Sharia Alert: “Pakistanis deface women on hoardings,” by Meenakshi Iyer for the Hindustan Times:
“No nation can rise to the height of glory unless your women are side by side with you; we are victims of evil customs. It is a crime against humanity that our women are shut up within the four walls of the houses as prisoners. There is no sanction anywhere for the deplorable condition in which our women have to live.”
– Mohammad Ali Jinnah, 1944
She can tame the tide and even lead a nation bristling with religious zealots, but the plight of the average woman — no matter where she is — is pitiable. Empty rhetoric about the deplorable condition of women in South Asia is only adding insult to injury.
But the recent rage against women, especially in Pakistan, forces one to sit up and think: Is this the same nation where once Benazir Bhutto dared to take on the male bastion?
Rapes, honour killings and a plethora of religious edicts against women are not new to Islamic society, and the status of women keeps getting worse.
In a fresh twist, women’s faces on billboards across Pakistan, especially in the North West Frontier Province (NWFP), are now being defaced.
Reason? “These multinational companies want to promote obscenity, lewdness and vulgarity,” religious leader, Shehzada Babar is quoted as saying in UK’s First Post magazine.
The depiction of women sans hijab or headscarf is considered un-Islamic by Muslim radicals and the Taliban, whose influence is growing in the North West Frontier Province (NWFP).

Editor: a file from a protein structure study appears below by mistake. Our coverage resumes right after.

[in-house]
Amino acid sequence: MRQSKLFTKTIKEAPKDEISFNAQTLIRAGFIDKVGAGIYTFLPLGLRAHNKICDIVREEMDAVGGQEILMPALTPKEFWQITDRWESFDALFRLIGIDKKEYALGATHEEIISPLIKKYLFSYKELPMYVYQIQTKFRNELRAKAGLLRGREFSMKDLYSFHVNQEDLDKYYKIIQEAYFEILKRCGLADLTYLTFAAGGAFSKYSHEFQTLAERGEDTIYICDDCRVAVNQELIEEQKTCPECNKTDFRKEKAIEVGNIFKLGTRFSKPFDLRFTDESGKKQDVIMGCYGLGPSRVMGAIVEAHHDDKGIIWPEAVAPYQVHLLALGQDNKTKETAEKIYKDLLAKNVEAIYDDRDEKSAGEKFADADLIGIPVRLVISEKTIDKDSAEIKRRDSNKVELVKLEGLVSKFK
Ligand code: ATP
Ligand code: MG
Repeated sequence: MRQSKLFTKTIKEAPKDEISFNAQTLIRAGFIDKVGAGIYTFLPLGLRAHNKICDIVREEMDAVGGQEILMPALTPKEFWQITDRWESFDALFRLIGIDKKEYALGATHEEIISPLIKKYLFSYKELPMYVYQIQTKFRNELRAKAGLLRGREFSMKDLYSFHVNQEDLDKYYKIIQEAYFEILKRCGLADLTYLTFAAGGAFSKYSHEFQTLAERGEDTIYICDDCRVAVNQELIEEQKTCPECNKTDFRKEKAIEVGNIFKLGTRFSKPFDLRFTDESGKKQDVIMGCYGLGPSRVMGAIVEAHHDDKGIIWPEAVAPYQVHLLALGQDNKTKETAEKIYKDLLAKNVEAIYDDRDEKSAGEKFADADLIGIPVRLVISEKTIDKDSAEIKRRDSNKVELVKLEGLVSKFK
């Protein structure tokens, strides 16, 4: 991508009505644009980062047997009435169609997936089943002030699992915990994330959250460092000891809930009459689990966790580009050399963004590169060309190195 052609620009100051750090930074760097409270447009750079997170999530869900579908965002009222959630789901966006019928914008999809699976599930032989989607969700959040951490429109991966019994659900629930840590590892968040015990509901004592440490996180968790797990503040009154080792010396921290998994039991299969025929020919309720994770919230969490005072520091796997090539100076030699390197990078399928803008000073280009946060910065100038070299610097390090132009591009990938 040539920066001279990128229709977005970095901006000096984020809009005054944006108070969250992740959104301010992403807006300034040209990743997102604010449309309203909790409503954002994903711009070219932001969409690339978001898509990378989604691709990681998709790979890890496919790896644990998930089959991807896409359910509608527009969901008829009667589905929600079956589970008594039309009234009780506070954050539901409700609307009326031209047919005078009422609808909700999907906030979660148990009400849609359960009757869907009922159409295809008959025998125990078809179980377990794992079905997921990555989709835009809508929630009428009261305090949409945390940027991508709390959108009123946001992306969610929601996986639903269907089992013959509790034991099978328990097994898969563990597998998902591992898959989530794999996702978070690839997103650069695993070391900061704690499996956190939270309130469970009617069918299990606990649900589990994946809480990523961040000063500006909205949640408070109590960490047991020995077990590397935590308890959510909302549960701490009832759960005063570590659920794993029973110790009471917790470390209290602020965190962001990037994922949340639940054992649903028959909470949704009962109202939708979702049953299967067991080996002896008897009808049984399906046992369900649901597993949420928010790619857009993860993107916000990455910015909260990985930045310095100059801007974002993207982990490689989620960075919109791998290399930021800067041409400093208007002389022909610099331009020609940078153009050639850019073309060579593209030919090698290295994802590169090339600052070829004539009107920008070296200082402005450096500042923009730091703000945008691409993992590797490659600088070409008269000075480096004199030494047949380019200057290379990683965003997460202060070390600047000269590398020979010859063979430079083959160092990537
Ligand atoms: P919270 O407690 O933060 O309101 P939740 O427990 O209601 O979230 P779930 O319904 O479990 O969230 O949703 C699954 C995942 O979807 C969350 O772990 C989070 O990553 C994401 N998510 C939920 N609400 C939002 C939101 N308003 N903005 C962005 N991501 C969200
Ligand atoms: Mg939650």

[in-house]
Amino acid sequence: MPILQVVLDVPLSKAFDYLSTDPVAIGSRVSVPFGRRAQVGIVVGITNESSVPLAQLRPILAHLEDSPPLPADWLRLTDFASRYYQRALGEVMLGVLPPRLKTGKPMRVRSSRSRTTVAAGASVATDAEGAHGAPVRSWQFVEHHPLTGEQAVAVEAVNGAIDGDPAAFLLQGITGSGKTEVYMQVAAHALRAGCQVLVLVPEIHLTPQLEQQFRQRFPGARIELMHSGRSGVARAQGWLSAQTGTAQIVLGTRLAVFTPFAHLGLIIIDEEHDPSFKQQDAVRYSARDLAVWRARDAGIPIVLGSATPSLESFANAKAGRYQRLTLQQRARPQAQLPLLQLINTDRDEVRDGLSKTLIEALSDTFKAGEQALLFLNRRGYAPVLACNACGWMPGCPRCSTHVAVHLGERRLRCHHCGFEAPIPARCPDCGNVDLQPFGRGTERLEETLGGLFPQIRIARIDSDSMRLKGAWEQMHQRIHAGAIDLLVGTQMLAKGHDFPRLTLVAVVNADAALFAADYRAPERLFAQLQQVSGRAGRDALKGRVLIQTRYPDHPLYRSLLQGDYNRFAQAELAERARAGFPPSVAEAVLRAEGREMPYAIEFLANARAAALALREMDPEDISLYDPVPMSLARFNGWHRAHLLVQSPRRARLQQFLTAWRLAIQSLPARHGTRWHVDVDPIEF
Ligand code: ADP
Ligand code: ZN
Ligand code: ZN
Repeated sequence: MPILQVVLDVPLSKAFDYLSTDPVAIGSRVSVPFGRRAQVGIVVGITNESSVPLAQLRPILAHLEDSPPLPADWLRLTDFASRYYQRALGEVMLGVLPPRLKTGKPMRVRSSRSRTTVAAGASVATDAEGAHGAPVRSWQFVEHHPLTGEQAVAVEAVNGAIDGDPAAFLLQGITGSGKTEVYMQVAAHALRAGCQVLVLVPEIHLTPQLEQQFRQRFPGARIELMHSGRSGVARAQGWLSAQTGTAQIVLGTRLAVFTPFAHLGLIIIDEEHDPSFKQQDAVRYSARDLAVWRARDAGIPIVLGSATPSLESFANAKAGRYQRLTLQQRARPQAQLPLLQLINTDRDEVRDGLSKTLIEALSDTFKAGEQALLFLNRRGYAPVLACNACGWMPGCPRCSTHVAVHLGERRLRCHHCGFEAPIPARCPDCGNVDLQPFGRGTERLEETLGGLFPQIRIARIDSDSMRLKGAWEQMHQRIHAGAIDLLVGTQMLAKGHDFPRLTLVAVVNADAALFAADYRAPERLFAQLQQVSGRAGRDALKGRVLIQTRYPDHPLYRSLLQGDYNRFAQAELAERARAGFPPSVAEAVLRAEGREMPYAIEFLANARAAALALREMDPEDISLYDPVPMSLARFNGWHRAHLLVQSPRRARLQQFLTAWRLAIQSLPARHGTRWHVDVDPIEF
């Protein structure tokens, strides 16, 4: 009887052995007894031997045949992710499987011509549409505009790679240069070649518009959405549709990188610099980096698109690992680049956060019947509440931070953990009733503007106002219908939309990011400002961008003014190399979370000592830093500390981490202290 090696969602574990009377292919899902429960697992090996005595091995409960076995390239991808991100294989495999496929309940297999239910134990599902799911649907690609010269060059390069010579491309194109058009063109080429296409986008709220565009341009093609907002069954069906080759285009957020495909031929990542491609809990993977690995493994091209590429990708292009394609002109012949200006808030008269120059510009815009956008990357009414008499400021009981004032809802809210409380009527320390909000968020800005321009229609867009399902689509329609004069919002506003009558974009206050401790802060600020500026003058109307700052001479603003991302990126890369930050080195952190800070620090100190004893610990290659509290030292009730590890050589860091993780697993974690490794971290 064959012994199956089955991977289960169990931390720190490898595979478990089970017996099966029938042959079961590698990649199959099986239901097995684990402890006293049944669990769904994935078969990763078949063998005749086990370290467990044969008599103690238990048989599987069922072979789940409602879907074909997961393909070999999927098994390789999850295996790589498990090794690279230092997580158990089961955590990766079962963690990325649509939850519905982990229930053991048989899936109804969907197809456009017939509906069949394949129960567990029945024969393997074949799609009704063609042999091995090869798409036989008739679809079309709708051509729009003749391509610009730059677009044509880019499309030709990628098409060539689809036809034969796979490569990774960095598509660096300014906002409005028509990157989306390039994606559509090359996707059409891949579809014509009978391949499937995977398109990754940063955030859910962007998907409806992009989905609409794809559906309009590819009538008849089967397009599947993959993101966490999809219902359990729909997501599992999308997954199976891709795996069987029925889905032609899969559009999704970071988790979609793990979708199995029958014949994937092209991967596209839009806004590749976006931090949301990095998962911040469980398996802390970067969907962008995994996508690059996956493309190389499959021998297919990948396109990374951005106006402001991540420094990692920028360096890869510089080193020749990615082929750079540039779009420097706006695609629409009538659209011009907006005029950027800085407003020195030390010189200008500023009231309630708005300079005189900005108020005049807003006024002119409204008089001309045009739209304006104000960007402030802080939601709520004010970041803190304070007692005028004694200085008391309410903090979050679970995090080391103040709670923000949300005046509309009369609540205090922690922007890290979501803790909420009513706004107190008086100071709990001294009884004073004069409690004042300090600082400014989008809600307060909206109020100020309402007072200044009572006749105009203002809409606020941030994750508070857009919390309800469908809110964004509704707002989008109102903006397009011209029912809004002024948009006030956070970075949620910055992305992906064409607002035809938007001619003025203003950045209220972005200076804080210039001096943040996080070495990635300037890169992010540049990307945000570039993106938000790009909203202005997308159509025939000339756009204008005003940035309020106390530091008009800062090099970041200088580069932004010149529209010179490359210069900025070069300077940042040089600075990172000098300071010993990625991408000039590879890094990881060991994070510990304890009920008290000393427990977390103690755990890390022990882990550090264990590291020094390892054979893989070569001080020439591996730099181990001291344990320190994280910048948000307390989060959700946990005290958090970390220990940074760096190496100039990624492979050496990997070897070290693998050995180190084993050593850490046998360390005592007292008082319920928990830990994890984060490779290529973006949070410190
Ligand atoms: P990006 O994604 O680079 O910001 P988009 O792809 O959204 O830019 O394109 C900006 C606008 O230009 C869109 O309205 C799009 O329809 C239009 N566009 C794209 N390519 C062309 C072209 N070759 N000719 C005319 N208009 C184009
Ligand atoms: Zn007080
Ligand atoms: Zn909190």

“Although the trend has been noticed in many cities across Pakistan, recently it’s been on a decline. However, it is still largely prevalent in the city of Peshawar. The local government there is following a Talibanisation drive in the province,” the Human Rights Commission of Pakistan (HRCP) told HindustanTimes.com.
Aatekah Mir, a resident of Lahore, confirms that billboards showing women are being removed/defaced, but says that it is confined to NWFP.
“It is only in the NWFP that billboards with women are being removed. The provincial government there has this ludicrous bill that forbids music and dance mehfils in public places as well as homes,” rues Mir.
“They (women) live their lives in utter fear and under restrictions. Even girls studying in the best of the colleges don’t have freedom to carry out their dreams or even speak against harsh rules made by men. They are captive in their own houses. They can’t move like American girls buying apartments of their own,” says writer Abeer Khan….